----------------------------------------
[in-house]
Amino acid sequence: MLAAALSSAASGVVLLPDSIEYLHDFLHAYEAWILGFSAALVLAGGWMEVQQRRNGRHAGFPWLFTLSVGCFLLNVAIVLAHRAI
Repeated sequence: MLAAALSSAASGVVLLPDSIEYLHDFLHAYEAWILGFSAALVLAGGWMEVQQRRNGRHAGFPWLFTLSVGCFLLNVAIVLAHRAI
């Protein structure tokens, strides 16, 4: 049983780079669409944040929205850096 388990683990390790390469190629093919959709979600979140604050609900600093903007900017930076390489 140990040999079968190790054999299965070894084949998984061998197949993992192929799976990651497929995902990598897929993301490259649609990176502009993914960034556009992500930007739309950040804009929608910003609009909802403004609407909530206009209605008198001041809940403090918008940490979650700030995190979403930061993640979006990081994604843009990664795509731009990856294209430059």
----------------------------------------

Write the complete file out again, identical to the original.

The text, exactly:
[in-house]
Amino acid sequence: MLAAALSSAASGVVLLPDSIEYLHDFLHAYEAWILGFSAALVLAGGWMEVQQRRNGRHAGFPWLFTLSVGCFLLNVAIVLAHRAI
Repeated sequence: MLAAALSSAASGVVLLPDSIEYLHDFLHAYEAWILGFSAALVLAGGWMEVQQRRNGRHAGFPWLFTLSVGCFLLNVAIVLAHRAI
């Protein structure tokens, strides 16, 4: 049983780079669409944040929205850096 388990683990390790390469190629093919959709979600979140604050609900600093903007900017930076390489 140990040999079968190790054999299965070894084949998984061998197949993992192929799976990651497929995902990598897929993301490259649609990176502009993914960034556009992500930007739309950040804009929608910003609009909802403004609407909530206009209605008198001041809940403090918008940490979650700030995190979403930061993640979006990081994604843009990664795509731009990856294209430059």